We would like to take up a contribution by Michael Joffe1 in the October 2013 Newsletter in which he argues in favour of a much stronger focus on teaching evidence-based economics in response to the crisis of 2008. As a matter of fact, we enthusiastically share his view and would like to add that evidence-based economics, like evidence-based medicine, is not content with mere speculation about the possible effects of an intervention, but seeks to generate clean evidence, e.g. from randomized experiments, to identify the mechanisms that actually cause an effect. That said, experimental or empirical investigations of such sort must usually be based on a solid theoretical foundation.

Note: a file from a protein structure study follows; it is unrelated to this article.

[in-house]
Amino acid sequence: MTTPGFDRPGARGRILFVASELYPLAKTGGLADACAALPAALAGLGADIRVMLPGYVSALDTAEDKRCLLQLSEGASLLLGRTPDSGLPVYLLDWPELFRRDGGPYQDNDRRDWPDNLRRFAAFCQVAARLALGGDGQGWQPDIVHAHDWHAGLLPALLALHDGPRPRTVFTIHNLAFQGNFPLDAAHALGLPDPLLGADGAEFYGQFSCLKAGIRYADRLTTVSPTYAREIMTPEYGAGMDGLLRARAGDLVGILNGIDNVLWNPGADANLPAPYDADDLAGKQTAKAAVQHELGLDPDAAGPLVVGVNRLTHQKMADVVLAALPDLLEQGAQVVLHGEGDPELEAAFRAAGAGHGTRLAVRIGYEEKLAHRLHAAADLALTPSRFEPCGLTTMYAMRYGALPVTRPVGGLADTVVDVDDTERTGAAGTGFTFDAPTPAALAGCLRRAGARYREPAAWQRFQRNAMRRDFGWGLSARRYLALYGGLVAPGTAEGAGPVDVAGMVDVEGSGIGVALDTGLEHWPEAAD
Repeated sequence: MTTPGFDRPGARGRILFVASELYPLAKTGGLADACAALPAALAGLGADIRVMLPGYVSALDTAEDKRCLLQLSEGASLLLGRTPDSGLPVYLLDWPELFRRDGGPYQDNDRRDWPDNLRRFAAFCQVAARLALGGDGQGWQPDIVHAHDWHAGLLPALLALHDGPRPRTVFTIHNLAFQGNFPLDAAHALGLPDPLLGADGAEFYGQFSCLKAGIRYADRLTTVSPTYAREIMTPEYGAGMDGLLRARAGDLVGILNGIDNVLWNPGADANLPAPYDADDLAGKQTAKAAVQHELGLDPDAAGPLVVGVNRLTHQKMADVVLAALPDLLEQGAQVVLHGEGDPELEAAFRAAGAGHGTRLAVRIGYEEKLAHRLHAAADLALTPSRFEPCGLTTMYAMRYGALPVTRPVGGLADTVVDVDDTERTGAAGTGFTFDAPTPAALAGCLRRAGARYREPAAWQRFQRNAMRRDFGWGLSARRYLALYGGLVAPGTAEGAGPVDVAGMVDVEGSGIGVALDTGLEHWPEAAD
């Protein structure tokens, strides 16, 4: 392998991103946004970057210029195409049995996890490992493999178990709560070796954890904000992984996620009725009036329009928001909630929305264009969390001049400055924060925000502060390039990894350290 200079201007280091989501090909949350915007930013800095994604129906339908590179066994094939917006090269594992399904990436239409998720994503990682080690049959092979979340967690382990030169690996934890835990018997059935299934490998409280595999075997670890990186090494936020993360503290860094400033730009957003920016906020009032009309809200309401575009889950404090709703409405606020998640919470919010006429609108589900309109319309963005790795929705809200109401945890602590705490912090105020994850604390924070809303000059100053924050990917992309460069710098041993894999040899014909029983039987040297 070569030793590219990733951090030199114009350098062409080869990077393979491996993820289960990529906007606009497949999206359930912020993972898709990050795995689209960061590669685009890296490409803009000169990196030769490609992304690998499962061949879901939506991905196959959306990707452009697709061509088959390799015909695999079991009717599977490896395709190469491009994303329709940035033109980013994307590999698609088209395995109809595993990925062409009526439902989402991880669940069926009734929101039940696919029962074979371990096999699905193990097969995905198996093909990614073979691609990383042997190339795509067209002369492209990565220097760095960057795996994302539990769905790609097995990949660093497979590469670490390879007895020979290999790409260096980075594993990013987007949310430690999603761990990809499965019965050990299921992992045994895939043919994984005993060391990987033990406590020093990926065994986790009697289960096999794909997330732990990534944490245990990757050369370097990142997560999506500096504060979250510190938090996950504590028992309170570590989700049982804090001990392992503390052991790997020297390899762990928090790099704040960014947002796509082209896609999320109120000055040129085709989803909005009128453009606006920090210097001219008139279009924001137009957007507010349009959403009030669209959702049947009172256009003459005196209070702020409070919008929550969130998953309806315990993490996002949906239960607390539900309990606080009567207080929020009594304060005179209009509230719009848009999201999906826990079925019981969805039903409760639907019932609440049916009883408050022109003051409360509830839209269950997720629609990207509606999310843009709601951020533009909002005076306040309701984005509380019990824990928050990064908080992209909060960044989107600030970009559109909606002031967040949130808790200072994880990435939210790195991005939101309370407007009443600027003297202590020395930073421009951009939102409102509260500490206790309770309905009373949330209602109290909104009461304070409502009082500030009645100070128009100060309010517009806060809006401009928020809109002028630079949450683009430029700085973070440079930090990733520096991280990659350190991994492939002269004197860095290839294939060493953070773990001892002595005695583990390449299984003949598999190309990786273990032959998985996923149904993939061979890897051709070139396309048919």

In order to educate our students in this spirit we go beyond the customary introduction of additional empirical topics and courses in our bachelor and master programmes. Actually, we have recently also introduced a new doctoral program. The program actually carries the official title Evidence-Based Economics, and it is part of the Munich Graduate School of Economics (that coordinates several programmes), taking in ten fully funded doctoral students every second year in September. More information can be found at: http://www.evidence-based-economics.de/home/
Florian Englmaier, Martin Kocher,
Klaus Schmidt, Joachim Winter
Department of Economics, University of Munich
Geschwister-Scholl-Platz 1, 80539 Munich, Germany
Note: 1. www.res.org.uk/view/art6Oct13Features.html